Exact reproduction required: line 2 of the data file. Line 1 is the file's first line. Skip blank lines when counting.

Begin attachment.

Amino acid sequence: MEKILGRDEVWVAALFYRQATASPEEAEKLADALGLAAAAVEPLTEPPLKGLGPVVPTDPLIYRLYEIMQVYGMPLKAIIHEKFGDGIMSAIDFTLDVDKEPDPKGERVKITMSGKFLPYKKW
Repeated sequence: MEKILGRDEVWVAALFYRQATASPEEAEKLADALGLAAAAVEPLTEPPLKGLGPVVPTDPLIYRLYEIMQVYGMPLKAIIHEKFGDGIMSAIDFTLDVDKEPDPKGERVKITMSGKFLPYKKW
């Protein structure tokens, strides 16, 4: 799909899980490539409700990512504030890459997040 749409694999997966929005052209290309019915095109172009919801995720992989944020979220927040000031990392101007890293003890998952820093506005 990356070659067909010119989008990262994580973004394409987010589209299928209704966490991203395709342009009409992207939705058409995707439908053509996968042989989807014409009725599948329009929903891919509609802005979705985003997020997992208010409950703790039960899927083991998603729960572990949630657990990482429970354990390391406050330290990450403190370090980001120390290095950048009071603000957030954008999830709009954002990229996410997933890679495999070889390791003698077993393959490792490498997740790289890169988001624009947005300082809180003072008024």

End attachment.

Repeated sequence: MEKILGRDEVWVAALFYRQATASPEEAEKLADALGLAAAAVEPLTEPPLKGLGPVVPTDPLIYRLYEIMQVYGMPLKAIIHEKFGDGIMSAIDFTLDVDKEPDPKGERVKITMSGKFLPYKKW